Hydrophobic residues at position 10 of α-conotoxin PnIA influence subtype selectivity between α7 and α3β2 neuronal nicotinic acetylcholine receptors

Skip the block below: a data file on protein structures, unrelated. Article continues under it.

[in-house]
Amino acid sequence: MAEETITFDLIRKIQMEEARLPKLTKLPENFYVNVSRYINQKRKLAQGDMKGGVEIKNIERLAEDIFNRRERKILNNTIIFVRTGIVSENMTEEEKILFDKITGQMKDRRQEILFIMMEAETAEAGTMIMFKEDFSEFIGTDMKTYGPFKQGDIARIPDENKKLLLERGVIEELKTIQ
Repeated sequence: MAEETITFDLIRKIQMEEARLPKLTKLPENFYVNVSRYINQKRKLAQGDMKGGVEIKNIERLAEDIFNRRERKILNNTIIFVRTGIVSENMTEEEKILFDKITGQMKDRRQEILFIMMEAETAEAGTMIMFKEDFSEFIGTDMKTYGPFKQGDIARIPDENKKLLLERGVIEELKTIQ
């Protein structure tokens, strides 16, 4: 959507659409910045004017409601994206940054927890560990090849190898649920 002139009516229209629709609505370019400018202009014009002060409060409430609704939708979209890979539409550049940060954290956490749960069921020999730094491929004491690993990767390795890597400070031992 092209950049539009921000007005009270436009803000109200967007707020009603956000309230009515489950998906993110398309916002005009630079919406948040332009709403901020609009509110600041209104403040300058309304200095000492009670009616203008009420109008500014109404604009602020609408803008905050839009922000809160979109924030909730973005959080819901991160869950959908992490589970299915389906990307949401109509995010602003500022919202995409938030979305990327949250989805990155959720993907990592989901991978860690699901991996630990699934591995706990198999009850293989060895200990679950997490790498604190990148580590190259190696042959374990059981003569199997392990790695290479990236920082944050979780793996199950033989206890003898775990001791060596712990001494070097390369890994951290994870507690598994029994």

Neuronal nicotinic acetylcholine receptors (nAChRs) are a diverse class of ligand-gated ion channels involved in neurological conditions such as neuropathic pain and Alzheimer's disease. α-Conotoxin [A10L]PnIA is a potent and selective antagonist of the mammalian α7 nAChR with a key binding interaction at position 10. We now describe a molecular analysis of the receptor-ligand interactions that determine the role of position 10 in determining potency and selectivity for the α7 and α3β2 nAChR subtypes. Using electrophysiological and radioligand binding methods on a suite of [A10L]PnIA analogs we observed that hydrophobic residues in position 10 maintained potency at both subtypes whereas charged or polar residues abolished α7 binding. Molecular docking revealed dominant hydrophobic interactions with several α7 and α3β2 receptor residues via a hydrophobic funnel. Incorporation of norleucine (Nle) caused the largest (8-fold) increase in affinity for the α7 subtype (Ki = 44 nM) though selectivity reverted to α3β2 (IC50 = 0.7 nM). It appears that the placement of a single methyl group determines selectivity between α7 and α3β2 nAChRs via different molecular determinants.